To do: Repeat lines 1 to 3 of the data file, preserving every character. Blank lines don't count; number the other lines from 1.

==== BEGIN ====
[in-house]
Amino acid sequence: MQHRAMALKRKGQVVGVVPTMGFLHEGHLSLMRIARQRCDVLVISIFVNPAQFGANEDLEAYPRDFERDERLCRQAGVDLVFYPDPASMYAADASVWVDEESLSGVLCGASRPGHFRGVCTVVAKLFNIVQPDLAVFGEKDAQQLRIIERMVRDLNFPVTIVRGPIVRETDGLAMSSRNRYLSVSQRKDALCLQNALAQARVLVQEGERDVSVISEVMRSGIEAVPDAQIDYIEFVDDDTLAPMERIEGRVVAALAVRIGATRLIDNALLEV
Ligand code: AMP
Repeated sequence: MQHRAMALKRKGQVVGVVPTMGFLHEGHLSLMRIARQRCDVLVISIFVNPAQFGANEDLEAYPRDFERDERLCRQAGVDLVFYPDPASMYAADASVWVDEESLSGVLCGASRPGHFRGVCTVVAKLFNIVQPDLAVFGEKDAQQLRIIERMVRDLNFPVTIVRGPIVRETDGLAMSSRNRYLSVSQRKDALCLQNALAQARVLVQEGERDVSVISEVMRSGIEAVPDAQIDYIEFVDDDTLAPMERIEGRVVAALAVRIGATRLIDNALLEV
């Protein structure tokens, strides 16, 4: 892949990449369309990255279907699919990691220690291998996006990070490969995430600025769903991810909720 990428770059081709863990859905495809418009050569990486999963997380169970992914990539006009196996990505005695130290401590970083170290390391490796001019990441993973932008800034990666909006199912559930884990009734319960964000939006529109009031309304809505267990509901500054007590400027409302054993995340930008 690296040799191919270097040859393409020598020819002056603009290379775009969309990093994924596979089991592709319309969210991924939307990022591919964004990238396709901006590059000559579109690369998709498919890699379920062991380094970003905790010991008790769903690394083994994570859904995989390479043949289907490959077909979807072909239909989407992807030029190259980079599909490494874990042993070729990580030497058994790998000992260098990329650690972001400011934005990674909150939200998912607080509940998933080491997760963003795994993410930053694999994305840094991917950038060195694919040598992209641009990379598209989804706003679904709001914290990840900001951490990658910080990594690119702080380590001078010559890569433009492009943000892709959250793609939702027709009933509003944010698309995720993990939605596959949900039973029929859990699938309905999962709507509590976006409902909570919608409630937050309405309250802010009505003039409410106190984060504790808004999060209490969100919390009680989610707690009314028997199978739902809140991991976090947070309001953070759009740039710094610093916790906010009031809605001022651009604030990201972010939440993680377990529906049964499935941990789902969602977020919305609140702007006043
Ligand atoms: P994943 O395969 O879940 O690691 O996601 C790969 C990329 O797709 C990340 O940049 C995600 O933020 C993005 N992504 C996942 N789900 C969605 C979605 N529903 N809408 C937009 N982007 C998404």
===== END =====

[in-house]
Amino acid sequence: MQHRAMALKRKGQVVGVVPTMGFLHEGHLSLMRIARQRCDVLVISIFVNPAQFGANEDLEAYPRDFERDERLCRQAGVDLVFYPDPASMYAADASVWVDEESLSGVLCGASRPGHFRGVCTVVAKLFNIVQPDLAVFGEKDAQQLRIIERMVRDLNFPVTIVRGPIVRETDGLAMSSRNRYLSVSQRKDALCLQNALAQARVLVQEGERDVSVISEVMRSGIEAVPDAQIDYIEFVDDDTLAPMERIEGRVVAALAVRIGATRLIDNALLEV
Ligand code: AMP